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The Immense Legacy of Candace Parker: WNBA Icon Calling It a Career



In an emotional press conference today, Candace Parker, one of the most accomplished and iconic players in WNBA history, announced her retirement from professional basketball following a legendary 16-year career.

Parker, a 6-foot-4 forward/center, hangs up her sneakers as a three-time WNBA champion, two-time league MVP, and with a staggering list of accolades and records that cement her status as an all-time great. She became the first player ever to win titles with three different franchises, capturing crowns with the Los Angeles Sparks in 2016, the Chicago Sky in 2021, and then her hometown Las Vegas Aces this past season.

“It’s been one hell of a ride – I’ve given this game absolutely everything I had for over two decades,” said an emotional Parker as she addressed the media. “From my days as a kid with a basketball permanently glued to my hands, to the NCAA championships at Tennessee, the Olympics, and of course my pro career in the WNBA, I’ve been blessed beyond my wildest dreams.”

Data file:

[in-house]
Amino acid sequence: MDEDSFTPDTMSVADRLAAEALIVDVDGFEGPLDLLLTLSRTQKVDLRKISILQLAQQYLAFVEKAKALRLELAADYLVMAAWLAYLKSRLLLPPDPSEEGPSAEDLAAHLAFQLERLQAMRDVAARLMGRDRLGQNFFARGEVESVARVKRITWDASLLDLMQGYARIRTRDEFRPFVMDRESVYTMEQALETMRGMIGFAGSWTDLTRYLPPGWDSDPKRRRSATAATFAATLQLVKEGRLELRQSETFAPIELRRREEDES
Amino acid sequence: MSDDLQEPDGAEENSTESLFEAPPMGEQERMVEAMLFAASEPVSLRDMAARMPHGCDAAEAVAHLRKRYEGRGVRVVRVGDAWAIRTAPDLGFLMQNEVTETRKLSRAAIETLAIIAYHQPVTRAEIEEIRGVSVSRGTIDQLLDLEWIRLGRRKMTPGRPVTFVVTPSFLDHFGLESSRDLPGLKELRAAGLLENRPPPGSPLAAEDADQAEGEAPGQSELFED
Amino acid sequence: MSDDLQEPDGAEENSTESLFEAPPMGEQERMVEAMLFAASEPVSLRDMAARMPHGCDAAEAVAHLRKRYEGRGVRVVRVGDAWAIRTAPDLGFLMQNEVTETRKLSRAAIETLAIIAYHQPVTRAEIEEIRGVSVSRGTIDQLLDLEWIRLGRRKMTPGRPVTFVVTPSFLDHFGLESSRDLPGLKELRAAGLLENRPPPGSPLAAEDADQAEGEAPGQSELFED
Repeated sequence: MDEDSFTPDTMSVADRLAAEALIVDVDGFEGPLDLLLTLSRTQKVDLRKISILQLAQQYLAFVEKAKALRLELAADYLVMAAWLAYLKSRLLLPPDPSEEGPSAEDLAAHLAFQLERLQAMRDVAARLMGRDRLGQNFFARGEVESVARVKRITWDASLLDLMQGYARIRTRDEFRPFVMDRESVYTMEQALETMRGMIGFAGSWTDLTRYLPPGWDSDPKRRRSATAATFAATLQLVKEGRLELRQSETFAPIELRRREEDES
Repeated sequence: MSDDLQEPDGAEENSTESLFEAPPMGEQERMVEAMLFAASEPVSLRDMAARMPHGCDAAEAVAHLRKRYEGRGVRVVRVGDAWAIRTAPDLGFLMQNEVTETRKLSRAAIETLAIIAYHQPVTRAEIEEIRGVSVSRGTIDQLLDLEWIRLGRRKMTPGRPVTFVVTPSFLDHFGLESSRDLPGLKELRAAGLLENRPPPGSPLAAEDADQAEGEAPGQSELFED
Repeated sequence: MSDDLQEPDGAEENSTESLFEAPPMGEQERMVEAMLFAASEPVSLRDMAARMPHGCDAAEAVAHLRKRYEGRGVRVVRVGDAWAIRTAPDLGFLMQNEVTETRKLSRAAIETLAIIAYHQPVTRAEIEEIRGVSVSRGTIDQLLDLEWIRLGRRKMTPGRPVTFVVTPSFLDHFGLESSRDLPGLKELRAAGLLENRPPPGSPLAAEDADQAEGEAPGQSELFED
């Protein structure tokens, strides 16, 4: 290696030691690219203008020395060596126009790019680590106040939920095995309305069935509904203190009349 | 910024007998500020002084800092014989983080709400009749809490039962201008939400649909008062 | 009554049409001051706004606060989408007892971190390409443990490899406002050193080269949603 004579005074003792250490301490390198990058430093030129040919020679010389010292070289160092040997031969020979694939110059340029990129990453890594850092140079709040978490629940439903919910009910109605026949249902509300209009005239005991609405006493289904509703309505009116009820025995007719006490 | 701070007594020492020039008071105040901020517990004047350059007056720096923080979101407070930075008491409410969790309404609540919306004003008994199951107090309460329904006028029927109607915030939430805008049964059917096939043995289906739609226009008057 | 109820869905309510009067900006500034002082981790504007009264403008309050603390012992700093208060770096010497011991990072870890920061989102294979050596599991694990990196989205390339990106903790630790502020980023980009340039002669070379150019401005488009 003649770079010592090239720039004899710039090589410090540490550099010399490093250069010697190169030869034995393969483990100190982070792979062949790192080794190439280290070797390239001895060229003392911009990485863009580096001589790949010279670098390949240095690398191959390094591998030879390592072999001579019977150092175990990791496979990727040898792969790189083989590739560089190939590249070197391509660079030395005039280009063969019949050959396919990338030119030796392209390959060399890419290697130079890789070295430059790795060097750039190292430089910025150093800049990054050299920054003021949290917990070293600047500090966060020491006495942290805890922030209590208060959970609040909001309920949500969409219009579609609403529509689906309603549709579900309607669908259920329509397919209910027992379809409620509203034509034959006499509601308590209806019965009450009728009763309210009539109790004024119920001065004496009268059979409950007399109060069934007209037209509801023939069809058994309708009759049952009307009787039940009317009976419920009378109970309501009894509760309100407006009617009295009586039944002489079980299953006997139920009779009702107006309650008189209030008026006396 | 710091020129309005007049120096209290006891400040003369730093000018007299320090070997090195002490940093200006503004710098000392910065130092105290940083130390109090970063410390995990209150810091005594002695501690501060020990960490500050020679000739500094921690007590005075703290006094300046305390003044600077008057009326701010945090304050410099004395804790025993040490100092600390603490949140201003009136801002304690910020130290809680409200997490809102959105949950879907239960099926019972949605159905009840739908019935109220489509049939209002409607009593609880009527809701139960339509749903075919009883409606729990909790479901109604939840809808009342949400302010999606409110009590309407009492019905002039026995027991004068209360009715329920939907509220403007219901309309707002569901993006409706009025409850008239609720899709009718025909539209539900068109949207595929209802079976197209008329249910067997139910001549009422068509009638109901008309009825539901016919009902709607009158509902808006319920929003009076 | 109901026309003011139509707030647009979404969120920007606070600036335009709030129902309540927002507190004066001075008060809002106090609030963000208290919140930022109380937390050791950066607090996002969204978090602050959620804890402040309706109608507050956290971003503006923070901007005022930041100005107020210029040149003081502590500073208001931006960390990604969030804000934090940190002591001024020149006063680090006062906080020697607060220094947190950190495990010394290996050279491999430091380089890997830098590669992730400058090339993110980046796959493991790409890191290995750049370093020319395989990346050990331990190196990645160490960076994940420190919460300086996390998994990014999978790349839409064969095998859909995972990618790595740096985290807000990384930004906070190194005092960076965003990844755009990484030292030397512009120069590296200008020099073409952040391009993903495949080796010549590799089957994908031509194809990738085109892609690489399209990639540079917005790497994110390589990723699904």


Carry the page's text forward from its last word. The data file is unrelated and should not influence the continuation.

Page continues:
“Now it’s time for me to begin the next chapter. I’m retiring from the game of basketball eternally grateful and with my soul completely at peace knowing I left it all out on the court every single night.”

Parker’s retirement comes on the heels of capturing yet another WNBA title with the Las Vegas Aces this past season at age 37. She was instrumental in Vegas racing out to a blistering 16-2 start before suffering a season-ending foot injury that required surgery. 

Even missing the second half of the campaign, Parker’s early-season production and leadership proved invaluable as the Aces captured the first championship in franchise history. It marked Parker’s third career ring, an incredible feat that may never be matched.

“There was no way I was going to miss the chance to come home and try to win a title for Las Vegas and make history,” said Parker, who grew up in nearby Naperville, Illinois. “I gave everything I had those first few months and I’m so proud of what we accomplished as a team. That ring completed my journey in so many ways.”